2020 has been cancelled.
In unprecedented-in-our-lifetime acts of closure, everything — concerts, parades, sporting events, Broadway, zoos, museums — has temporarily shut down in the name of social distancing. This is a necessary and important effort to slow the spread of the coronavirus.
2020 is also the year of the introvert. Across the internet, the introvert jokes are coming on strong. “I have been training for this day my entire lifecrow the voices of Homebody Twitter. “Finally they say, “something I’m good at: staying at home and avoiding people!”
Then there’s me, an extrovert. As someone who enjoys the discomfort of being compressed by other people — crowded into the back seat of a car or piled by the dozen into a hot tub — mandated social distancing feels unbearable.
I’m not criticising the measures taken to keep our communities safe: I support the outbreak control efforts; I understand the reasons to distance; I’m complying, staying home. But I’m heart-broken.
Let us continue to find ways to join one another, like the groups in Italy and in Spain and in New York who open their windows or stand on their balconies and fill the street — if not with touch then with song and applause.
I know it’s not easy for anyone. There are real economic dangers here, in addition to the severe public health concerns — not to mention the frustrations of rearranging work schedules and the disappointment of cancelled plans — so I’m not writing to make light of the severity of the virus or the necessity of this distancing. I’m writing to remind everyone that social distancing is not the same as social isolation. I’m writing to mourn the (temporary) absence of corporeal forms in the same physical spaces.
See, the thing about me is, I love a crowd. Crowds are rowdy and joyous and noisy. I love many bodies herded together in contained spaces. I love a spectacle. I love a lot of noise.
This is important to me because my entire life I have been told I am too loud. “Use your inside voice, Sam,” parents and teachers whispered in my childhood. My friends must remind me to take a breath: “You’re shouting again.” Colleagues tell me they always know when they’ve found the right room for our meetings: “Because,” they say, “I can hear you from all the way down the hall.” They smile when they speak of my volume, characteristic of my personality by now. But I often feel chastened.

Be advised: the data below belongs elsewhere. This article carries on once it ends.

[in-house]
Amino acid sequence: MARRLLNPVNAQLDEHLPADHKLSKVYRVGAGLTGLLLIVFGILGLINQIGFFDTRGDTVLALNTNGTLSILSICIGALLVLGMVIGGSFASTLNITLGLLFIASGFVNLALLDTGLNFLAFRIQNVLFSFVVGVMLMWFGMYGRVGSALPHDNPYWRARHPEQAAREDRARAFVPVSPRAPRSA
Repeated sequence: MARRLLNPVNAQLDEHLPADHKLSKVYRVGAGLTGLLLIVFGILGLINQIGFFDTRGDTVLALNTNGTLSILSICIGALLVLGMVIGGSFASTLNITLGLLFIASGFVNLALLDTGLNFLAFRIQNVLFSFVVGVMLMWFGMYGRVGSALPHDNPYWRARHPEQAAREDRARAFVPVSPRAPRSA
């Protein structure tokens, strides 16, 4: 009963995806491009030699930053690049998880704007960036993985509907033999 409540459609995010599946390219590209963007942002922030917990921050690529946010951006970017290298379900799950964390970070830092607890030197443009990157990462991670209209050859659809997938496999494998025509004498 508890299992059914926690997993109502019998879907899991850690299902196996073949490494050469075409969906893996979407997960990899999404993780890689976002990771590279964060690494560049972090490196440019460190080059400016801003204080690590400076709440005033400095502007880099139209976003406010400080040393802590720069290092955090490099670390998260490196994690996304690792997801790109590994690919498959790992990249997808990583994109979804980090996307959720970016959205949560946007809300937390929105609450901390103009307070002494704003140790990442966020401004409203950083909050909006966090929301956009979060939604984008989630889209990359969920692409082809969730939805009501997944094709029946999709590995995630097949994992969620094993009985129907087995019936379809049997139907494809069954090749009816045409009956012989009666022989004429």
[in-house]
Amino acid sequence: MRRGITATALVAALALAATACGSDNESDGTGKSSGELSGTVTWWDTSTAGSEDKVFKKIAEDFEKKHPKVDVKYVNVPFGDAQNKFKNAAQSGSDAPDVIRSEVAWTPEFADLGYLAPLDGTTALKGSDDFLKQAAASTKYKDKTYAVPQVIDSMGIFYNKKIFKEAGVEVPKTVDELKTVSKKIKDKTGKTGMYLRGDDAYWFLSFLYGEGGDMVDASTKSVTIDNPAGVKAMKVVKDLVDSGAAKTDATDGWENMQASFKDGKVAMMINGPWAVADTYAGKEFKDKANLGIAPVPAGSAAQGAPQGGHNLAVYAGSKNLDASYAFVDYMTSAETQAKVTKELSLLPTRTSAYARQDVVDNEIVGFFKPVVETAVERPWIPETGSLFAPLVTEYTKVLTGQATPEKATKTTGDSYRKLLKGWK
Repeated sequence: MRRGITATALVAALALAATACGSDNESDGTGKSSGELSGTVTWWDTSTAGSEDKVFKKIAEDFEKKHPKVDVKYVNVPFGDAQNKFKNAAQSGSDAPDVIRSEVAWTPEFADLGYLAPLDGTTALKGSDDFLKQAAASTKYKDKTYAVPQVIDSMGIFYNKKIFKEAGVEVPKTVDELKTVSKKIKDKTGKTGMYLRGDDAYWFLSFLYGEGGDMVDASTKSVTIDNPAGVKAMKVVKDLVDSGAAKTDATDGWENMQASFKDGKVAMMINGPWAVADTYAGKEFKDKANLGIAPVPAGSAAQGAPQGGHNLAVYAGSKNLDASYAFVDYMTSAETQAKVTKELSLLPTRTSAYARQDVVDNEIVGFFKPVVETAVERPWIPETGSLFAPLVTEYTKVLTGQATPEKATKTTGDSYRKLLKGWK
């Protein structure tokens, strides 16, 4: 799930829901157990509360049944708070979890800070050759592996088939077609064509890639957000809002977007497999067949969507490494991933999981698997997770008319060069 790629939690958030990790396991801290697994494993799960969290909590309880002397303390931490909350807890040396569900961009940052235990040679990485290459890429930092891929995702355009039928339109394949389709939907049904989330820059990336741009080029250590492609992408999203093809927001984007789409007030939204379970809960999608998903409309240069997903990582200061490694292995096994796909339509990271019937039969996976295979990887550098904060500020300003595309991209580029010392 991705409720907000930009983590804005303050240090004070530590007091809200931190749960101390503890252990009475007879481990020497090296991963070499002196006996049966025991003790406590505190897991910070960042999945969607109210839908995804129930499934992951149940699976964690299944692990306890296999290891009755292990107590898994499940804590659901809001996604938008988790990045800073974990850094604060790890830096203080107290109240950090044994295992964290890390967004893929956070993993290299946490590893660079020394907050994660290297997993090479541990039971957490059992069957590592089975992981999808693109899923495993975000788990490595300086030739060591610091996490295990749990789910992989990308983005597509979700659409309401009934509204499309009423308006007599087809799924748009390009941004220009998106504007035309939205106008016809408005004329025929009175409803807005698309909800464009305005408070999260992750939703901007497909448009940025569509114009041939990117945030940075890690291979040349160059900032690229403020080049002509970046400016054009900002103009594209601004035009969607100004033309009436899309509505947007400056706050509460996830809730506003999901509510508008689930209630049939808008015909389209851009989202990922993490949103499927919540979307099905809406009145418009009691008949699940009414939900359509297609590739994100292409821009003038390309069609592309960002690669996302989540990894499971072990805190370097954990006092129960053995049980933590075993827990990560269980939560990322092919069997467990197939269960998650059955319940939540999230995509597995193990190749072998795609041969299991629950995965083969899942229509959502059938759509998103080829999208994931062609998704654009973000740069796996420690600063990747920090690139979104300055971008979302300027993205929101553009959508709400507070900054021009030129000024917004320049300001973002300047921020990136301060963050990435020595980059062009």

There are two places on Earth where I feel able to scream my words without considering a need for silence: mountaintops and large gatherings. Everyone shouts in a crowd, and no one cares. I live for these moments of chaos and disorder and noise: concerts, convention centres, parades, amusement parks, live performances. They are my favourite places on the planet.
The most recent large crowd I was part of was at a Jonas Brothers concert in September 2019. I was in a stadium full of hundreds, maybe thousands, of people — all breathing on one another, pressing into one another. It was messy and rude. It was hot, germy, disgusting.
But back in September, we had never even heard of the coronavirus, so it didn’t matter when someone touched their hands to your shoulders, shoved their chest into your back, exhaled hot breathy screams in your face. We were all just present, fully and completely in our bodies, and out of our minds.
We can close the space between us by being too loud. Let us keep our distance but make some noise together. It is not the same, but it is still holy.
I understand that for many people, even some extroverts, this kind of hot wild mass of bodies so close together is their version of hell. But to me, it is sacred. To be surrounded completely by other humans, to not want to be anywhere else but where you are — that is holy.
It is nearly spring — my favourite season — and the world is supposed to be coming alive. Right now, I wish I were in a packed stadium waiting for a live performance to start. Standing in a long queue for a roller coaster. Moshing in the front row of a concert. Jostling against other bodies for a prime piece of sidewalk at a parade. Or even squished too tightly on an aeroplane, a subway, a train. Anywhere but where I am, which is alone in my house cancelling plans.
Nothing lasts for ever. Not even coronavirus
It’s OK to grieve these losses and feel these desires, but social distancing is what we must do now so that we can gather again later. Until then, let us continue to find ways to join one another, like the groups in Italy and in Spain and in New York who open their windows or stand on their balconies and fill the street — if not with touch then with song and applause. We can close the space between us by being too loud. Let us keep our distance but make some noise together. It is not the same, but it is still holy.
Here is a sad, heartbreaking fact: Everything ends. The music stops, the lights come on, the confetti falls. People leave sweaty and shaky, strangers again. After my last concert, I couldn’t stop shivering. It was warm, even in late September, but without the calm, comfortable press of a dozen humans against me I felt cold. Everything ends, even the nights in a crowd that feel like they will last forever.
But this fact also gives me hope. Because yes, everything ends — even pandemics.
So chin up, my beloved extroverts! We will crowd again.
I’ll see you there.
— Samantha Edmonds is a writer and Ph.D. student in comparative literature and creative writing at the University of Missouri, US